by Carl Strang
The most fruitful recent singing insects search was at the Kankakee Sands preserve in Kankakee County, which has become one of my favorites for species that affiliate with sand-soil habitats. The June 28 visit yielded 3 county records, two of which were of familiar species, Roesel’s katydid and green-winged cicada.
Grasshoppers were building up their diversity at the site. Sulfur-winged grasshoppers still were going, and the season’s first mottled sand grasshopper also flashed his wings.
Then in the prairie beyond the savanna I started to hear the zuzz-zuzz-zuzz of stridulating grasshoppers. I had a hard time getting a look at who it might be. Eventually I saw a possible candidate.
Study of the photos, however, led to an identification as the meadow purple-striped grasshopper, Hesperotettix viridis, in the non-singing spur-throated grasshopper group. As I waded through the grasses I flushed out a couple really odd grasshoppers that begged to be photographed.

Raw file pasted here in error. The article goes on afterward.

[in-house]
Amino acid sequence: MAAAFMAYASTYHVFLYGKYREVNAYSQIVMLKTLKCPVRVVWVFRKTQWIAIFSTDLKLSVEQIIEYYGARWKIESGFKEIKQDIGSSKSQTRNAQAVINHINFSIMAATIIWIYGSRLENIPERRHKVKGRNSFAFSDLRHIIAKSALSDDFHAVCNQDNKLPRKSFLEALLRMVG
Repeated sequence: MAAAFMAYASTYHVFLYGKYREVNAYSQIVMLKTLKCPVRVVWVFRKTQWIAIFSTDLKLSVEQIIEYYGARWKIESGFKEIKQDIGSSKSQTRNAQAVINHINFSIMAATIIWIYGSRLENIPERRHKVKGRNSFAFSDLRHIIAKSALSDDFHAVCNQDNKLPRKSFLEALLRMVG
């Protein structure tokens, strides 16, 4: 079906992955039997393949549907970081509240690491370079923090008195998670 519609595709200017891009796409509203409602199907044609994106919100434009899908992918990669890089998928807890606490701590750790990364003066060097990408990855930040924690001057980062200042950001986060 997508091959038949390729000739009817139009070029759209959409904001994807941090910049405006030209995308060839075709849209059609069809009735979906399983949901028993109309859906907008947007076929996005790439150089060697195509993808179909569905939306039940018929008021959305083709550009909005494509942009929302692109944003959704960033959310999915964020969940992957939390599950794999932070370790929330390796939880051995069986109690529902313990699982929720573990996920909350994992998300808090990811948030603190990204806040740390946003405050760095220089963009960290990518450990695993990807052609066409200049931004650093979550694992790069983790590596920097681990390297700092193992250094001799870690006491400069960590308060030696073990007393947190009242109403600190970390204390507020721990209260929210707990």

They reminded me of high school basketball players whose growth spurts have given them impressive height, but whose strength and coordination have some catching up to do. Though I saw and photographed only the minute-winged females, my identification and study convinced me that these were the stridulators. The short-winged toothpick grasshopper is well named, seeming to be constructed of toothpicks. It is a member of the slant-faced stridulating subfamily, and is described as being a frequent singer. The species, also known by the more mundane name of bunchgrass grasshopper (Pseudopomala brachyptera), now is removed from my hypothetical list for my survey region.